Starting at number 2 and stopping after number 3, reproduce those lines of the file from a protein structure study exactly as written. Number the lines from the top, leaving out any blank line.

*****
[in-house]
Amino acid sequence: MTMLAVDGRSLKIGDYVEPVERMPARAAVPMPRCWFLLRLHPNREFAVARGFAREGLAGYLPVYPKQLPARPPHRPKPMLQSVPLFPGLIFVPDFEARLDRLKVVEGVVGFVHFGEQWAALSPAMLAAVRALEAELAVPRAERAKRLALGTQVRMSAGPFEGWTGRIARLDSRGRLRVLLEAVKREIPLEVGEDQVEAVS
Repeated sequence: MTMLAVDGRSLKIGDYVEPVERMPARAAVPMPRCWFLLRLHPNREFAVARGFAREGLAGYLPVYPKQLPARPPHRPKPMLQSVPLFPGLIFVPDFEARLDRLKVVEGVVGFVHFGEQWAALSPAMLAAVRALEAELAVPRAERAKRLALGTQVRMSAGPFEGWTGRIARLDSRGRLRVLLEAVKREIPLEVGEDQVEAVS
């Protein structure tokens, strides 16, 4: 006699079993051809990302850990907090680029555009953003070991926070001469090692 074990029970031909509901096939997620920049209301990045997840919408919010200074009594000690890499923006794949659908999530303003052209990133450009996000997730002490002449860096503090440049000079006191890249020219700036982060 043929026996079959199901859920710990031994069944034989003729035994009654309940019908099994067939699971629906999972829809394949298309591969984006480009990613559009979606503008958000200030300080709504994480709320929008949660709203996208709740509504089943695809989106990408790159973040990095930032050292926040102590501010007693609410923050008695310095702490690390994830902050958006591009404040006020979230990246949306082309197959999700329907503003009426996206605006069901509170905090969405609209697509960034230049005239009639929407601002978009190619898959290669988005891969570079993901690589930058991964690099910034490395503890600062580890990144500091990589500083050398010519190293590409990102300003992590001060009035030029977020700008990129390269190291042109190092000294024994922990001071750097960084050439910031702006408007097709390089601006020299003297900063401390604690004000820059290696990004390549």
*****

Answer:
Amino acid sequence: MTMLAVDGRSLKIGDYVEPVERMPARAAVPMPRCWFLLRLHPNREFAVARGFAREGLAGYLPVYPKQLPARPPHRPKPMLQSVPLFPGLIFVPDFEARLDRLKVVEGVVGFVHFGEQWAALSPAMLAAVRALEAELAVPRAERAKRLALGTQVRMSAGPFEGWTGRIARLDSRGRLRVLLEAVKREIPLEVGEDQVEAVS
Repeated sequence: MTMLAVDGRSLKIGDYVEPVERMPARAAVPMPRCWFLLRLHPNREFAVARGFAREGLAGYLPVYPKQLPARPPHRPKPMLQSVPLFPGLIFVPDFEARLDRLKVVEGVVGFVHFGEQWAALSPAMLAAVRALEAELAVPRAERAKRLALGTQVRMSAGPFEGWTGRIARLDSRGRLRVLLEAVKREIPLEVGEDQVEAVS